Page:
OLR Bill Analysis
SB 344 (File 475, as amended by Senate "A")*
AN ACT REQUIRING A STUDY OF THE ADEQUACY OF ENERGY SUPPLIES IN THE STATE.
Starting October 1, 2016, this bill allows the Department of Energy and Environmental Protection (DEEP) commissioner, in consultation with certain other state officials, to issue one or more solicitations for certain types of power generating facilities to sell power, capacity, or environmental attributes (renewable energy certificates (RECs)). The facilities include certain Class I renewable facilities, large-scale hydropower, nuclear power plants, or trash-to-energy facilities.
The bill specifies the factors the commissioner and officials must use to evaluate the proposals, including whether they are in the ratepayers' best interests, how they will impact electric system operations and reliability, and whether their benefits outweigh their costs. It allows him to hire consultants to help evaluate the proposals and allows up to $1.5 million of the solicitation and evaluation costs to be recovered through the non-bypassable federally mandated congestion charge on electric bills.
If the commissioner finds that a proposal's benefits exceed the costs and is (1) in the ratepayers' best interest, (2) consistent with the state's requirements to reduce greenhouse gas emissions, and (3) in accordance with the Comprehensive Energy Strategy's policy goals, he can direct the electric distribution companies (EDCs, i.e., Eversource and United Illuminating) to enter into an agreement under the proposal to purchase energy, capacity, RECs, and any associated transmission, or any combination of them. The agreements are subject to the Public Utilities Regulatory Authority's (PURA) review and approval and the total annual energy output under them cannot exceed 8.4 million megawatt hours (MWh).
The bill allows the EDCs to sell or keep the power or RECs they purchase under the agreements and requires them to recover their net costs from entering into the agreements through a fully reconciling component of electric rates. It also allows them to be compensated up to $5 million annually for accepting an agreement's financial obligations, as approved by PURA.
Lastly, the bill allows the commissioner to delegate most of his authority under the bill to the EDCs and imposes various conflict of interest protection procedures on the EDCs when this authority is delegated to them.
*Senate Amendment “A” replaces the original bill (File 475), which required PURA to study the adequacy of the state's energy supplies.
EFFECTIVE DATE: Upon Passage
SOLICITATION OF PROPOSALS
Beginning October 1, 2016, the bill authorizes the DEEP commissioner to issue a solicitation to secure cost effective resources to provide more reliable electric service for the state's electric ratepayers' benefit and meet the state's energy and environmental goals and polices established in its Integrated Resources Plan, Comprehensive Energy Strategy, and greenhouse gas emission reduction law. In consultation with the state's electric procurement manager, the Office of Consumer Counsel (OCC), and attorney general, he may issue solicitations for the following types of power generating resources:
1. Class I renewable energy sources (e.g., wind or solar power), and their associated transmission that (a) will be built on or after the commissioner issues the solicitation, (b) emit no pollutants, and (c) have a nameplate (generating) capacity of at least 20 megawatts (MW);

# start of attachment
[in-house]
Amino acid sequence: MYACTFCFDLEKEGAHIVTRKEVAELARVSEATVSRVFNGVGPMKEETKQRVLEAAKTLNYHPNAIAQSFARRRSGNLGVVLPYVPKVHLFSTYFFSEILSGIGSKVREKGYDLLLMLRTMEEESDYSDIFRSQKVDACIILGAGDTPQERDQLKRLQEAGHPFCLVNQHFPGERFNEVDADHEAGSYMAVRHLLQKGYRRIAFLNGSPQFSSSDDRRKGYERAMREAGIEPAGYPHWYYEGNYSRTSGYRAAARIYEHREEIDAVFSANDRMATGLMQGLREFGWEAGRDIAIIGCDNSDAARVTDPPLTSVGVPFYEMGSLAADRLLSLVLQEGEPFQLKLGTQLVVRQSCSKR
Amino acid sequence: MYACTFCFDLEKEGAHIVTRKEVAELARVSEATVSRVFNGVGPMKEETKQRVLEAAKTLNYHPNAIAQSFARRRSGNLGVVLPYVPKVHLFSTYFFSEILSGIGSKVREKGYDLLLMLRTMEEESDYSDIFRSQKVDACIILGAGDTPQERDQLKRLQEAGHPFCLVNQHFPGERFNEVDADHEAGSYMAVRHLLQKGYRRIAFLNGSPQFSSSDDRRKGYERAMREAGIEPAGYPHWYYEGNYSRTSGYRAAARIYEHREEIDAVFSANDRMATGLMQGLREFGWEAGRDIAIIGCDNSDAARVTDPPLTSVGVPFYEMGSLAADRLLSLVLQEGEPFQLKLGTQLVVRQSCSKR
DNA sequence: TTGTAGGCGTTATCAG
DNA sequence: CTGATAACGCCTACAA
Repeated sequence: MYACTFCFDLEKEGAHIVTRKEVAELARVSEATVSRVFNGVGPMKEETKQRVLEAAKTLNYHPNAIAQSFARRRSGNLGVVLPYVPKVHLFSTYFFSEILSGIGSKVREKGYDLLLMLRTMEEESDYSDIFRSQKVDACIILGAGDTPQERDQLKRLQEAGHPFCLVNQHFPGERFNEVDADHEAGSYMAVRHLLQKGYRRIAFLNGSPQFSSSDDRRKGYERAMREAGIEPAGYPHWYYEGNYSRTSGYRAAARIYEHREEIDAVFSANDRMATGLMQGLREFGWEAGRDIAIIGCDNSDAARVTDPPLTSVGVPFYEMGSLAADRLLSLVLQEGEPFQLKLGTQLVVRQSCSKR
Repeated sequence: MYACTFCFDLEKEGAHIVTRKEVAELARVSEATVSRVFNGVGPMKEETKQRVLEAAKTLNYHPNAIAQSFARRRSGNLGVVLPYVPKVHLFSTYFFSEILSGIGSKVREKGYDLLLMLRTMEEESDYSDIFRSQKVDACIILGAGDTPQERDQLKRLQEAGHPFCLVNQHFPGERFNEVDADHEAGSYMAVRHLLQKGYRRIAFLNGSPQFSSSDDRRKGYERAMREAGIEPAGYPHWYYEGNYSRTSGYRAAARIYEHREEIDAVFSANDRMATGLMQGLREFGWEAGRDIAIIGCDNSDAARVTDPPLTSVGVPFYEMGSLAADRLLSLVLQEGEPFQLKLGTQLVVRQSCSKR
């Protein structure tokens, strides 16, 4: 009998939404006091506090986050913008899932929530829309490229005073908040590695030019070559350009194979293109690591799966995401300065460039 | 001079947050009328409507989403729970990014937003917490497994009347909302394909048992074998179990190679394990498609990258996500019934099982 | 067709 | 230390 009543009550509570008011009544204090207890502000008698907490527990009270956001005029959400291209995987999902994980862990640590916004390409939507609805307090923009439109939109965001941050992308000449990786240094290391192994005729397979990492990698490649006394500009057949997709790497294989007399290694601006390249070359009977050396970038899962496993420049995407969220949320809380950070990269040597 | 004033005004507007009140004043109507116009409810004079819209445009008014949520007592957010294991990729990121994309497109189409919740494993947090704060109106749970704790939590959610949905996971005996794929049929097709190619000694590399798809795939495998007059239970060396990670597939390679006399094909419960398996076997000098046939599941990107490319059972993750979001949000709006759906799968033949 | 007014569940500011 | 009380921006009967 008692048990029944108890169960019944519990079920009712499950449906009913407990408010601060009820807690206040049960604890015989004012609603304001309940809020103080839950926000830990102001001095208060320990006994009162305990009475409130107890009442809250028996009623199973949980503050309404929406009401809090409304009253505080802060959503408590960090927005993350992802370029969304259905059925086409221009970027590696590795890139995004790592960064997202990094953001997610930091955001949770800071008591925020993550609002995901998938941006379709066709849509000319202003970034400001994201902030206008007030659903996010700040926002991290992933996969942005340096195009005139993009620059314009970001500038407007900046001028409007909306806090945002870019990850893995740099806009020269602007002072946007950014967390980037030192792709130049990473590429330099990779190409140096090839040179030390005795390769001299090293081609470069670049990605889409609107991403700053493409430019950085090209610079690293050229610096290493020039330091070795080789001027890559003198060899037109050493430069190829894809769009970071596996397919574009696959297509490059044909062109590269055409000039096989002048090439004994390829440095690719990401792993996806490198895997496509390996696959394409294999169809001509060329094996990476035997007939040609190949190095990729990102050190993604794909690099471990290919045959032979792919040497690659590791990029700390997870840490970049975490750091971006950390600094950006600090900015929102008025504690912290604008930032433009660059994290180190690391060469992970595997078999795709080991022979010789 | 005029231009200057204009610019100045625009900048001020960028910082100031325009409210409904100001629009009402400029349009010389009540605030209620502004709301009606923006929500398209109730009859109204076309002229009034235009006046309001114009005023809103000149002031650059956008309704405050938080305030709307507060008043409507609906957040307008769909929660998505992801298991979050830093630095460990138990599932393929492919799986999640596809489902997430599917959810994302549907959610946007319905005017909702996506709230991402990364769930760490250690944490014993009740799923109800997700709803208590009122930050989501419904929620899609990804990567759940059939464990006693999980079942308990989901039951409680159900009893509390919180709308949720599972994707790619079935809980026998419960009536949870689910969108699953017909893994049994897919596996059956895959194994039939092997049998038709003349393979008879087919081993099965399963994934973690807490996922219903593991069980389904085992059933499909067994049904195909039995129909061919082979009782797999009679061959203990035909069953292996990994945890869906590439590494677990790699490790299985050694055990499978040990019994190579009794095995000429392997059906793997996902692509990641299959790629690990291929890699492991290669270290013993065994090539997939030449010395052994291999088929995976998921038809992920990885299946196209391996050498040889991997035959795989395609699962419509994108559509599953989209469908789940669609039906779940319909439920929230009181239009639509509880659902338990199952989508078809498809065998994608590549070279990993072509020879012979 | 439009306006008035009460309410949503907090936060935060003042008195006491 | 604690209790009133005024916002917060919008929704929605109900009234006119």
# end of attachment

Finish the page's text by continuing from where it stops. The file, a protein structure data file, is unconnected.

2. verifiable large-scale hydropower and their associated transmission that (a) began operating on or after January 1, 2003, (b) is located within the New England electric grid or an area abutting its northern boundary, (c) delivers power to the New England grid, and (d) can generate at least 30 MW;
3. nuclear power facilities that (a) were built before the commissioner issues the solicitation and (b) are fully re-licensed to operate by the federal Nuclear Regulatory Commission when the bill becomes law and through at least 2029; or
4. trash-to-energy facilities that were built before the commissioner issues the solicitation and are registered Class II renewable energy sources.
The commissioner may issue a solicitation in coordination with the other states in the regional independent system operator's (ISO-NE's) control area or on behalf of Connecticut alone. All resources must be delivered into ISO-NE's control area (i.e., New England's electric grid).
The bill requires the commissioner, in consultation with the same officials, to evaluate the project proposals received in response to a solicitation based on the following factors:
1. whether the proposal is in the ratepayers' best interest;
2. the sources' delivered prices compared to the forecasted price of energy, as determined by the commissioner of his designee;
3. impact on electric system operations and reliability;
4. the extent to which the proposal will contribute to (a) ISO-NE's local sourcing requirement and (b) the goals established in the state-wide solid waste management plan;
5. whether the proposal's benefits outweigh the costs to ratepayers, and
6. fuel diversity.
The commissioner and officials may evaluate the proposals based on the forecasted price of capacity or RECs, as determined by the commissioner or his designee.
Consultants & DEEP Cost Recovery
The bill allows the commissioner to hire consultants with expertise in quantitative modeling of electric markets and physical electric system modeling, as applicable, to assist in implementing the bill, including evaluating the proposals. The reasonable costs, up to $1.5 million, associated with the commissioner's solicitation and review of proposals must be recoverable through the non-bypassable federally mandated congestion charge on electric bills (the bill does not specify who must determine what costs are reasonable or whether the subsequent charges must be approved by PURA). The costs must be recoverable regardless of whether the commissioner selects any proposals. To reduce any recoverable consultant costs, the commissioner may also charge a reasonable fee to those submitting the proposals.